"You owed a debt?"
"I paid a price."
"There's a difference?"
"Oh yes," said Kit. "A big difference." (p. 336)
While the title of End of the World Blues suggests an Armageddon theme—a popular science fictional trope during the Cold War that may of late, unfortunately, acquire a resurgence in relevance—that's not what we get. Rather, this is a story of both literal and psychological rebirth in which the characters achieve, to use the pop-psych term, "closure" for their "blues." To underline this, the Bogartian protagonist's last name is Nouveau, the French word for "new," and his first name is Kit, which connotates a kitten or cat, a creature notable both for its multiple lives as well as its role as a familiar to the supernatural.
Kit has gone AWOL from the British Army, exchanging wartime service in Iraq for a fugitive life in Tokyo as bar owner, heroin user, husband to an artisan with S&M tendencies, and lover of the wife of a High Yakuza gang lord. Of course, he can run, but he can't hide. (Because otherwise, there wouldn't be much point of telling the story.) Our hero is persuaded to return to his homeland to investigate the apparent suicide of a former flame by the supposed (no body was found) dead girl's mother, who is herself an Irish mob boss. Helping to convince Kit to take the case is the fact that someone is out to kill him (and there are several parties with sufficient motive); indeed, one misfired attempt has leveled his bar and murdered his wife. The plot is thickened by the addition of a runaway teenager who calls herself Nijie, on the lam for stealing a suitcase stuffed with fifteen million dollars in currency, who saves Kit from a hit attempt and follows him back to England. This puts her in a vulnerable position as Kit finds himself caught between a drug trafficking ring the dead girl has been involved with and a secret intelligence agency that wants Kit's help to arrest the ringleader.
Complications ensue. And, of course, not all is as it seems, as events reveal seeming enemies are actually allies, and vice versa.
These are all elements of a standard noir thriller, the tale of an antihero pressed between shadowy circumstances striving to live up to a personal code of honor, even if unsure what it might be. But John Courtenay Grimwood grafts onto it a SF/fantasty subplot in which Nijie is actually Lady Neku, a fugitive from a bleak far future ("the end of the world") of human decline, characterized by clan rivalry over what little is left of civilization. Lady Neku's effort to protect her seemingly pathetic husband-to-be in an arranged marriage intended to broker peace between two warring families results in disaster. In an allusion to the idea that there are no accidents in the great chain of being, an artifact that has survived from ancient times (i.e., the near-future setting of Kit's adventures) provides the link to Neku's reincarnation as Nijie.
This is a novel about karma, about how, despite our best intentions (and sometimes because of our worse ones), we hurt the ones we love; fate, however, has a way of letting us make amends. Or, as the hero puts it, paying the price.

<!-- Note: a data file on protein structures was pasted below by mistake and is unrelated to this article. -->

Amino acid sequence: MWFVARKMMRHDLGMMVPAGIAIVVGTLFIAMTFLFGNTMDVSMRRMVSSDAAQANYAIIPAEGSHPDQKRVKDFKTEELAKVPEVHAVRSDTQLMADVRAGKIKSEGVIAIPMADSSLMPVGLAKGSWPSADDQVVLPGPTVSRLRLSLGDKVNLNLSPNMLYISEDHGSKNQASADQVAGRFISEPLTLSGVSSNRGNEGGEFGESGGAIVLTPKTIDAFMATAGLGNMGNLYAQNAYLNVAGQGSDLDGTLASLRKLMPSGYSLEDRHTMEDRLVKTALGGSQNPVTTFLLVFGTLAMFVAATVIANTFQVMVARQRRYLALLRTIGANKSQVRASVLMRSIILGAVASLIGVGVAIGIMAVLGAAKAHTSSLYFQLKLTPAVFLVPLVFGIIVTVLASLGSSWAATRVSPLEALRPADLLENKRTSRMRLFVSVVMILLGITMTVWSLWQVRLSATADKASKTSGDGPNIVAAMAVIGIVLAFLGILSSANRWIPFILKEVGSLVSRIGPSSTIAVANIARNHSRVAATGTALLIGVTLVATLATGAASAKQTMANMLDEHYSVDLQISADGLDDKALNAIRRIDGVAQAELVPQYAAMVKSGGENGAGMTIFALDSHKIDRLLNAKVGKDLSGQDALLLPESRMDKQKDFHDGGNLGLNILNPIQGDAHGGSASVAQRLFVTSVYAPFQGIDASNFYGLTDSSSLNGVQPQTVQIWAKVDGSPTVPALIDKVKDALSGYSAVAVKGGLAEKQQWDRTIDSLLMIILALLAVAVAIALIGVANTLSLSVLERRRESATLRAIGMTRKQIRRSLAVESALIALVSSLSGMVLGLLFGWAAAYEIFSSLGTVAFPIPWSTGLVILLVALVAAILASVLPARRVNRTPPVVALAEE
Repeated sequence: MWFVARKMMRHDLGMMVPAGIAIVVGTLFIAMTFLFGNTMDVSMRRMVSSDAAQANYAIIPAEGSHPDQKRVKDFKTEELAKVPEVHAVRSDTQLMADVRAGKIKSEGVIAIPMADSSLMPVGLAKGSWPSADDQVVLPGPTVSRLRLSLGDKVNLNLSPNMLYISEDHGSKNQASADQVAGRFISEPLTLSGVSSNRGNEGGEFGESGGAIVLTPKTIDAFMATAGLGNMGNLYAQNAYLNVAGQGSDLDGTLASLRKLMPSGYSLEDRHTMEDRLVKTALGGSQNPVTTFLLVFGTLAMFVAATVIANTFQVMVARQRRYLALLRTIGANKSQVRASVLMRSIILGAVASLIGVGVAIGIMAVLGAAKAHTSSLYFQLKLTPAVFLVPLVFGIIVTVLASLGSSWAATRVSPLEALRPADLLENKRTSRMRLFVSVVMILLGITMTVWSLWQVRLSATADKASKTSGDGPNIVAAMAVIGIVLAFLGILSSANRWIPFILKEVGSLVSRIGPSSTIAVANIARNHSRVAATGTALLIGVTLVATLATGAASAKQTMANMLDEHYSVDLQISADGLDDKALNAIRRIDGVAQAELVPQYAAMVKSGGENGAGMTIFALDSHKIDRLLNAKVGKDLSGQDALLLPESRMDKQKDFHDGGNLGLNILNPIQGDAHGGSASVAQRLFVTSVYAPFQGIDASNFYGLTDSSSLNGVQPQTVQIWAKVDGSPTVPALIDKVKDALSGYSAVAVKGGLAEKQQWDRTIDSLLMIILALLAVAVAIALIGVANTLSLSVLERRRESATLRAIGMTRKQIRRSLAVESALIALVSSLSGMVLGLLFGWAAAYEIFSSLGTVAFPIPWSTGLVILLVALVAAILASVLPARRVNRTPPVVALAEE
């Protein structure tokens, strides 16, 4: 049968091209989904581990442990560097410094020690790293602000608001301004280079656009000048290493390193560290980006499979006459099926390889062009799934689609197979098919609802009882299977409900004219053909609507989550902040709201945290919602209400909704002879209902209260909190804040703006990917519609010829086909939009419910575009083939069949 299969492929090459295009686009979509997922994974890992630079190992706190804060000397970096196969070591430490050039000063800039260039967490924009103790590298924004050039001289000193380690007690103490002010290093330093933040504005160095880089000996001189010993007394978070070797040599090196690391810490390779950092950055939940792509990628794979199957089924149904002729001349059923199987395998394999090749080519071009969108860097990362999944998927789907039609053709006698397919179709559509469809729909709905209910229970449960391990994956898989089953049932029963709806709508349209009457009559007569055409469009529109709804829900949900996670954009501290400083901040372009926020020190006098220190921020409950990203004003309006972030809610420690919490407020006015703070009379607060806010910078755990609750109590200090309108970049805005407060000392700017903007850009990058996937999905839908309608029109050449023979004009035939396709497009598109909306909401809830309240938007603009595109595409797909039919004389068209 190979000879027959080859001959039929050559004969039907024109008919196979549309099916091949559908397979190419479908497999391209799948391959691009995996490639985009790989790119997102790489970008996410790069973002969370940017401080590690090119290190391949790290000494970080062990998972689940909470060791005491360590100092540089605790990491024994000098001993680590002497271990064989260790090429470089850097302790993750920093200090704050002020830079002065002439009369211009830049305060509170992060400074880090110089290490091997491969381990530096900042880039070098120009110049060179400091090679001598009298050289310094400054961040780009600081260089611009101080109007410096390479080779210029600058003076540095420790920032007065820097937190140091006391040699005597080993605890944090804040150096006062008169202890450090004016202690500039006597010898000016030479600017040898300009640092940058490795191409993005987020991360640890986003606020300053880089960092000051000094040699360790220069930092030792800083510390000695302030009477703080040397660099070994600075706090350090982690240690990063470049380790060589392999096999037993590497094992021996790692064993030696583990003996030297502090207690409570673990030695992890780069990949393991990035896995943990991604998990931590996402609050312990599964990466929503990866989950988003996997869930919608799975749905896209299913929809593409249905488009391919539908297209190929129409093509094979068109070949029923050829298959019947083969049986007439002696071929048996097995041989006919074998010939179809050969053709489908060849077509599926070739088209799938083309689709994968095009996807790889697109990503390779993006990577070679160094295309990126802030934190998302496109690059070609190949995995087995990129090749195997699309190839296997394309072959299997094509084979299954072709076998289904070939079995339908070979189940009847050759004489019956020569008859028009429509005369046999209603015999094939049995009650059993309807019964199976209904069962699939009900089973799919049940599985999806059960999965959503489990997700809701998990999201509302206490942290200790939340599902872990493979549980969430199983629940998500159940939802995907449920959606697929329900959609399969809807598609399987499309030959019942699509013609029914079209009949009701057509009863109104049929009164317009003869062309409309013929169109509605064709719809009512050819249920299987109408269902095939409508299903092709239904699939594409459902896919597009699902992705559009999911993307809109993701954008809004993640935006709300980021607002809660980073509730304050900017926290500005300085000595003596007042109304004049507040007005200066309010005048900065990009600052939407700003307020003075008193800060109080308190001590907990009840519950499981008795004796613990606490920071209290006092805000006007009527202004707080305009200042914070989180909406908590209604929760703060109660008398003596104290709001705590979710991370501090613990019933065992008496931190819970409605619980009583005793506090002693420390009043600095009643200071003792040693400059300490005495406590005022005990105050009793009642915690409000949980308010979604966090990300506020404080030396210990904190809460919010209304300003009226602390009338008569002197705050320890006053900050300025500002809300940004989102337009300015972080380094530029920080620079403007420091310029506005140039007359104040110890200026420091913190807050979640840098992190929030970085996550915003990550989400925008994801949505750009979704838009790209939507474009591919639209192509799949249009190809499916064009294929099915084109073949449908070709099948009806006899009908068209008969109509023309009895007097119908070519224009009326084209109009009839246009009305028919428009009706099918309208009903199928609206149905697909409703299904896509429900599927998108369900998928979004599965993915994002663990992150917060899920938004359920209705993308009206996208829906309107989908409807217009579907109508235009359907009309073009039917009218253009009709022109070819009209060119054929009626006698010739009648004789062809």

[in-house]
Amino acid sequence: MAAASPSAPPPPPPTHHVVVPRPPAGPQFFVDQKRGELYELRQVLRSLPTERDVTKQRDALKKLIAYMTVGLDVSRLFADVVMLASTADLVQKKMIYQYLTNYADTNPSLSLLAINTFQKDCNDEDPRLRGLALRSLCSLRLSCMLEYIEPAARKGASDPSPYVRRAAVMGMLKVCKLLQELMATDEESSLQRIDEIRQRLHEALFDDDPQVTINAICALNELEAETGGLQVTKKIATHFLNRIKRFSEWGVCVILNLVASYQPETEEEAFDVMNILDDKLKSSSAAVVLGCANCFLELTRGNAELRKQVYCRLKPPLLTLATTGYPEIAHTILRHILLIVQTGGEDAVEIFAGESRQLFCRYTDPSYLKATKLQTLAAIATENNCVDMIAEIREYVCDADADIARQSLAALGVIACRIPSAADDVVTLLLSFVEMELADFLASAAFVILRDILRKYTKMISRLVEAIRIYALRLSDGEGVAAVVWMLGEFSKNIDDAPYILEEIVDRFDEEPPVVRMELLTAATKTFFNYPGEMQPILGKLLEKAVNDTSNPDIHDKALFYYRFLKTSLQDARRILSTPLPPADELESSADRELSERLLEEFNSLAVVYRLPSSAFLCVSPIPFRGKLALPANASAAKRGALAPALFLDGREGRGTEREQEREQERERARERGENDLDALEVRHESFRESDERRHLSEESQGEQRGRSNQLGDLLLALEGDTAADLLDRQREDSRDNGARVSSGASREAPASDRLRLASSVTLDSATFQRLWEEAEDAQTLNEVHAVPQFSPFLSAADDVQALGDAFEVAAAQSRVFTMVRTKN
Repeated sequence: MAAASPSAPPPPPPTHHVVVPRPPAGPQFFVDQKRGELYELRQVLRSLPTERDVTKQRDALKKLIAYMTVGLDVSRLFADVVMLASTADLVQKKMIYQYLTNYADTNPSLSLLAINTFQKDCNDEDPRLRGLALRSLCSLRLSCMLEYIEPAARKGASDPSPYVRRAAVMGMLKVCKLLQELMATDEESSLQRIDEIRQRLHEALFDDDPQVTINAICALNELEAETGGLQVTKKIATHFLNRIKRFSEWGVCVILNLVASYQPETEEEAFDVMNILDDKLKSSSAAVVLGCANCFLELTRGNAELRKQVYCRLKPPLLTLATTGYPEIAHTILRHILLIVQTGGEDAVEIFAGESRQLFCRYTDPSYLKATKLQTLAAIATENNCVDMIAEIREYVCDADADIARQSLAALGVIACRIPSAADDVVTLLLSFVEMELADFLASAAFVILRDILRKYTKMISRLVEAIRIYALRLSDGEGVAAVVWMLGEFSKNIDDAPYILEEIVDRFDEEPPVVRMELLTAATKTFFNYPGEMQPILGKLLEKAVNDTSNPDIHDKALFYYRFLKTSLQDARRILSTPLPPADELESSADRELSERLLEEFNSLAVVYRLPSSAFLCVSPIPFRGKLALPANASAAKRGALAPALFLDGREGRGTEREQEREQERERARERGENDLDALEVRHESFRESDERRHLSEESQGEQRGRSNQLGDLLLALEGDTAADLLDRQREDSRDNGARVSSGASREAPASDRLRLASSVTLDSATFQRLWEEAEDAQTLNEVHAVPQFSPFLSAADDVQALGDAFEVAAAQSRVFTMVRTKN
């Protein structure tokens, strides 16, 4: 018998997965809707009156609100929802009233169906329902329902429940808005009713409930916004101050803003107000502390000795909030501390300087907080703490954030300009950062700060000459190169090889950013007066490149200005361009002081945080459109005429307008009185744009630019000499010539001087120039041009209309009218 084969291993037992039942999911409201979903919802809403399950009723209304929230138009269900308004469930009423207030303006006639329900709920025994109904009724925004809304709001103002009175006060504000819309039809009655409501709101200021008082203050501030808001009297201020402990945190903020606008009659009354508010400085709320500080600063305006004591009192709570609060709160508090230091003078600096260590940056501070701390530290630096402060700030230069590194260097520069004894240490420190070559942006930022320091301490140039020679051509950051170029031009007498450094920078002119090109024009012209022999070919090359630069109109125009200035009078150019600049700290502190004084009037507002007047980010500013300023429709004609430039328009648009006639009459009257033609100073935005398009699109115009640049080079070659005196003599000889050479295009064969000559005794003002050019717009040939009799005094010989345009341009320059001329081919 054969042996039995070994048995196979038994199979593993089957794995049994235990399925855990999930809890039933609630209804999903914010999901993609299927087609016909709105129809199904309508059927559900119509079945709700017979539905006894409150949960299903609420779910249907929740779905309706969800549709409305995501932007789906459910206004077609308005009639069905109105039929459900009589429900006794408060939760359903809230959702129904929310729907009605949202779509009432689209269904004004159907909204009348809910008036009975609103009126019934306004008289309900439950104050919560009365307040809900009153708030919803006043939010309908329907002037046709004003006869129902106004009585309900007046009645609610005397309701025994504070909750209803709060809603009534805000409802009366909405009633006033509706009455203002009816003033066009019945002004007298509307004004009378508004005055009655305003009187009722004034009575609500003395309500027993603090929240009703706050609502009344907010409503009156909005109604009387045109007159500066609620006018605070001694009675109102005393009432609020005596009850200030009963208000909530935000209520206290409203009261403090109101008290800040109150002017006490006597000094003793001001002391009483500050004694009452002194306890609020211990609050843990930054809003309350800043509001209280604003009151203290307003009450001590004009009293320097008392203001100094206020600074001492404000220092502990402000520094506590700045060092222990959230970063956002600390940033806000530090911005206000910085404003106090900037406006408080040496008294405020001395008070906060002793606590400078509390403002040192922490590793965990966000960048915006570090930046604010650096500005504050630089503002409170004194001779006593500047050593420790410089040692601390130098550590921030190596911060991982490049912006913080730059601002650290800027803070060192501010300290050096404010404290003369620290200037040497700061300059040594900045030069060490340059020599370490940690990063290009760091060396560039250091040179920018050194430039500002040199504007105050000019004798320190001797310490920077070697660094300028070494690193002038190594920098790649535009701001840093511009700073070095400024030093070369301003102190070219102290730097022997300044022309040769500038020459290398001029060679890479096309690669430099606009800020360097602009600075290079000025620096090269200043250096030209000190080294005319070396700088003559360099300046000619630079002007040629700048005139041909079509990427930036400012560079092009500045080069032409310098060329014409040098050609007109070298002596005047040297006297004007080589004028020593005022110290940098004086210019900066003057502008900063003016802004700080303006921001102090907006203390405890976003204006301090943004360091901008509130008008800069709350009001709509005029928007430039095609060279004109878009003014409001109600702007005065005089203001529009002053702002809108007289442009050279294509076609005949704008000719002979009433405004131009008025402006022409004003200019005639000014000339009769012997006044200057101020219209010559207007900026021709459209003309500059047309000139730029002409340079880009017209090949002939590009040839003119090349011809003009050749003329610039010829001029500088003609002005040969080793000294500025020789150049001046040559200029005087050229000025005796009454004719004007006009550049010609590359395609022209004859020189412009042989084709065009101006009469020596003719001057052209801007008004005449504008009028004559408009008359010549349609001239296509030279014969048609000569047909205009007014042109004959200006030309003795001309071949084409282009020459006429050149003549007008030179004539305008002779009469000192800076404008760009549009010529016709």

In a 2002 interview with Rodger Turner of The SF Site, Grimwood says that his novels are generally grounded in the theme of identity which "seems to me to be fluid . . . I've long believed that people remake themselves according to circumstance or necessity." End of the World Blues is the latest iteration of this philosophy. While Grimwood's settings are sometimes compared to Philip K. Dick, in this novel, at least, the eventual outcome is less bleak; the paranoia in Dick leads to existential despair, but for the characters in End of the World Blues, the darkness of despair leads to, if not enlightenment, then the chance of better things.
This may be why Grimwood felt the need to introduce elements of Oriental mythology and reincarnation, to underline the notion of rebirth and that perhaps God does not roll dice with the universe, even when it seemingly comes up snake eyes. Interestingly, though, if you remove the fantastical subplot, you still have a perfectly satisfactory thriller that could have stood on its own. In the same interview, Grimwood emphasizes that he writes mysteries/thrillers, with certain SF trappings. "[W]hat I hate is someone borrowing tropes from one genre and then using them badly or in a perfunctory way in another. . . . What I'm writing are mystery novels set in an alternative universe in what happens to be the future. As far as my characters are concerned theirs is the only possible world and the time they live is now, nothing else. Murders happen, crimes get committed, someone has to solve them or pick up the pieces."
While Grimwood certainly does not use the genre tropes badly, my initial impression of End of the World Blues was that the SF tropes were used perfunctorily. Or, at least not as well as the thriller tropes. I found myself much more engrossed by Kit's story than Lady Neku's, and was at times irritated when her narrative interrupted what I considered the main storyline. The trick to writing a successful genre story is to take standard tropes that readers expect and still surprise them, at the very least keep them guessing even as they expect resolution. Grimwood does Chandler proud with the noir thriller; the fantastical element certainly puts a different spin on it, though I didn't find it quite as engaging.
I'm still undecided whether the insertion of the weird necessarily makes it a better piece of fiction, but if you're a fan of both genres, it is perhaps more enjoyable. And it is, presumably, what fans of Grimwood will expect.
David Soyka is a freelance journalist and teacher who writes the occasional short story. He also writes corporate marketing communications, which is a fiction of a different sort.
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